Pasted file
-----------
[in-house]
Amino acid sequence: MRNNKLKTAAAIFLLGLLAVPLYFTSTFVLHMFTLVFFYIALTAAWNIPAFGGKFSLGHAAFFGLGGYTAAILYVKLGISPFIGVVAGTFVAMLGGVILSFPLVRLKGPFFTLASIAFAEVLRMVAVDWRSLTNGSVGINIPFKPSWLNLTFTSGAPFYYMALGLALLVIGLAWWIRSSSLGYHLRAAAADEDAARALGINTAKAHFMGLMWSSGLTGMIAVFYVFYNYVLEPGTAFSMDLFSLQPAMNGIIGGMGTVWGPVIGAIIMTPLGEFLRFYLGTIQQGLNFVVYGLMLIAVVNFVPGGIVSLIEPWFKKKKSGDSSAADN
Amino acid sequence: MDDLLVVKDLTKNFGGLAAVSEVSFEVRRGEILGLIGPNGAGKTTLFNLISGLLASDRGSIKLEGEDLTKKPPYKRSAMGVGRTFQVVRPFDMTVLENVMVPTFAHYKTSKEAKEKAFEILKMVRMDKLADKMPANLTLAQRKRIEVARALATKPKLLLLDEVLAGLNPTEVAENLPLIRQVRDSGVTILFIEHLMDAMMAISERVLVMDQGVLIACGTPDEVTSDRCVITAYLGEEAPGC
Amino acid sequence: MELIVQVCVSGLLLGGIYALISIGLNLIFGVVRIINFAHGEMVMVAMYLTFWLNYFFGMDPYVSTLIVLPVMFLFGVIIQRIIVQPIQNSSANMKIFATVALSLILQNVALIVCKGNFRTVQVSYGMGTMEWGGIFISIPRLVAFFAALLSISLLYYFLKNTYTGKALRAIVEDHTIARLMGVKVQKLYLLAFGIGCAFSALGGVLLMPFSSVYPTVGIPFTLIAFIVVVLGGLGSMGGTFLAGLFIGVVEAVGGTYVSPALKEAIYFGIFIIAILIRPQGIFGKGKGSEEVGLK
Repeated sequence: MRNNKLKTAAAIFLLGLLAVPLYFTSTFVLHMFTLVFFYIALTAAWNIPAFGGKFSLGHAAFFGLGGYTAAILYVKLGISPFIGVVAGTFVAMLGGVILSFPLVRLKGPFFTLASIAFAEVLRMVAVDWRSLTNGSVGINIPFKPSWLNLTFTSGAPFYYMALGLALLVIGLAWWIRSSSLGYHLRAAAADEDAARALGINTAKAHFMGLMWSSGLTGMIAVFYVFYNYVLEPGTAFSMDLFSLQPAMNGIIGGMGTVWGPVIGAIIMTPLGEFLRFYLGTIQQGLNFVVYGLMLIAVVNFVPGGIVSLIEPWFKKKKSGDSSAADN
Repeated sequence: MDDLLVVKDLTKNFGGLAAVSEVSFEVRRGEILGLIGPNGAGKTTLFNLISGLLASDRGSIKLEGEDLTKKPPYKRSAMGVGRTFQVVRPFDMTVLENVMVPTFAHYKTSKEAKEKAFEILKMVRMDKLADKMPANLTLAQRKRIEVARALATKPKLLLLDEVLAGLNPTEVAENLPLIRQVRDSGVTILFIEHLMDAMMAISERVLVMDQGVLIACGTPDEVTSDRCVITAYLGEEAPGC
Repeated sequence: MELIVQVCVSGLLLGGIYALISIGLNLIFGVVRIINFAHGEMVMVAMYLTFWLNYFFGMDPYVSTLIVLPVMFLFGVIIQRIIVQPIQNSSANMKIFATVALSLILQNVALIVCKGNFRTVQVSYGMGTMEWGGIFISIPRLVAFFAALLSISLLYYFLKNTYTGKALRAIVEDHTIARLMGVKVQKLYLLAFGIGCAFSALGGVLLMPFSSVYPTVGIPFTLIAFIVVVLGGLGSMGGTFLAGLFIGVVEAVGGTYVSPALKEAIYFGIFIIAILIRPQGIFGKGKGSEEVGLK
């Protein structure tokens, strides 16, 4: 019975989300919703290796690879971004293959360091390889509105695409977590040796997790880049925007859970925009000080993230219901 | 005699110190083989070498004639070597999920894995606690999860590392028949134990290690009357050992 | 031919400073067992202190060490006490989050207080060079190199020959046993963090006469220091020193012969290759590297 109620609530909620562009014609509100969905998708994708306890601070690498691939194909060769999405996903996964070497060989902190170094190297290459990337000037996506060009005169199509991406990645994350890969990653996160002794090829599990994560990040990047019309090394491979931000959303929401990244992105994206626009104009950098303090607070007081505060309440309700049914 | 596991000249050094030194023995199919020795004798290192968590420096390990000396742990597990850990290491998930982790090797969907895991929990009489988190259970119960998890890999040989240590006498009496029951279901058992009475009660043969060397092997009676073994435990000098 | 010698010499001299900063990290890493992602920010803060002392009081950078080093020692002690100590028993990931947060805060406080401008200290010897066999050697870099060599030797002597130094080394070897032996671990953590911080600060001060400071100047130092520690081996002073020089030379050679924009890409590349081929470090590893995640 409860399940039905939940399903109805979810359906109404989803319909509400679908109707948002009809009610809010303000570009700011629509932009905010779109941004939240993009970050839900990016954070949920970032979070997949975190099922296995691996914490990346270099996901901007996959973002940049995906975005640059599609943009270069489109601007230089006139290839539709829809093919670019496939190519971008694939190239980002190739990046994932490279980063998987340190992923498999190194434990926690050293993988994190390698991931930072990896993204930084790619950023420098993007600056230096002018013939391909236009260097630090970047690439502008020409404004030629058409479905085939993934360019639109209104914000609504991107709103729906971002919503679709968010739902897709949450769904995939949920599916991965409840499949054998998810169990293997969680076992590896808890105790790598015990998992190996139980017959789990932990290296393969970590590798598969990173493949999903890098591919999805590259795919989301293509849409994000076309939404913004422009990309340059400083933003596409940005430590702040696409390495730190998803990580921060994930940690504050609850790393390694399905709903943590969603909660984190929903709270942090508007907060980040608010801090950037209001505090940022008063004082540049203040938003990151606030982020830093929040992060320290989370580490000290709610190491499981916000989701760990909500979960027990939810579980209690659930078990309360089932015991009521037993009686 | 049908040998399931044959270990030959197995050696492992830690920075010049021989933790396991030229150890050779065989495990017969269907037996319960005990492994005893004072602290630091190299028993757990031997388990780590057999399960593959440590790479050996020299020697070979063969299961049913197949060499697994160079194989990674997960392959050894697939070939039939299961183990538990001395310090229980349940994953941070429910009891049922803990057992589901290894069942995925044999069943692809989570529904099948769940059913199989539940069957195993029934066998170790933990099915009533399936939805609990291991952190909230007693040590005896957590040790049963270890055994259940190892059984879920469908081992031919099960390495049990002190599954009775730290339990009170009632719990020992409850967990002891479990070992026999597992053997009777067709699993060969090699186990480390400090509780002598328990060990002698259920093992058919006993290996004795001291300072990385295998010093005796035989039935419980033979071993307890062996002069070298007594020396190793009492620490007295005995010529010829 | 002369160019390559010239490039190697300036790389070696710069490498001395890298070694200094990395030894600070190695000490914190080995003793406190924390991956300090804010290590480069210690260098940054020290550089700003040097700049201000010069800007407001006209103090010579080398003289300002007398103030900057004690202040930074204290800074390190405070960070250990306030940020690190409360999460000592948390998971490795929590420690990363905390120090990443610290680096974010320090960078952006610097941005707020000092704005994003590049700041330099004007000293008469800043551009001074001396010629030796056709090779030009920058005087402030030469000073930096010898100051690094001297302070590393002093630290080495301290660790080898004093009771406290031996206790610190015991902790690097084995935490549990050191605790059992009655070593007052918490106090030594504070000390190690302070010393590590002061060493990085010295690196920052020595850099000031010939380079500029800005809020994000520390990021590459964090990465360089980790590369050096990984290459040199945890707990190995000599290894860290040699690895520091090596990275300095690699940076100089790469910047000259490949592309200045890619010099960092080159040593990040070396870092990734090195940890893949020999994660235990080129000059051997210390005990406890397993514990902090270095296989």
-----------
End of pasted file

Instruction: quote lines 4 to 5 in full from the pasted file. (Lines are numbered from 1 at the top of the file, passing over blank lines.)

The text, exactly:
Amino acid sequence: MELIVQVCVSGLLLGGIYALISIGLNLIFGVVRIINFAHGEMVMVAMYLTFWLNYFFGMDPYVSTLIVLPVMFLFGVIIQRIIVQPIQNSSANMKIFATVALSLILQNVALIVCKGNFRTVQVSYGMGTMEWGGIFISIPRLVAFFAALLSISLLYYFLKNTYTGKALRAIVEDHTIARLMGVKVQKLYLLAFGIGCAFSALGGVLLMPFSSVYPTVGIPFTLIAFIVVVLGGLGSMGGTFLAGLFIGVVEAVGGTYVSPALKEAIYFGIFIIAILIRPQGIFGKGKGSEEVGLK
Repeated sequence: MRNNKLKTAAAIFLLGLLAVPLYFTSTFVLHMFTLVFFYIALTAAWNIPAFGGKFSLGHAAFFGLGGYTAAILYVKLGISPFIGVVAGTFVAMLGGVILSFPLVRLKGPFFTLASIAFAEVLRMVAVDWRSLTNGSVGINIPFKPSWLNLTFTSGAPFYYMALGLALLVIGLAWWIRSSSLGYHLRAAAADEDAARALGINTAKAHFMGLMWSSGLTGMIAVFYVFYNYVLEPGTAFSMDLFSLQPAMNGIIGGMGTVWGPVIGAIIMTPLGEFLRFYLGTIQQGLNFVVYGLMLIAVVNFVPGGIVSLIEPWFKKKKSGDSSAADN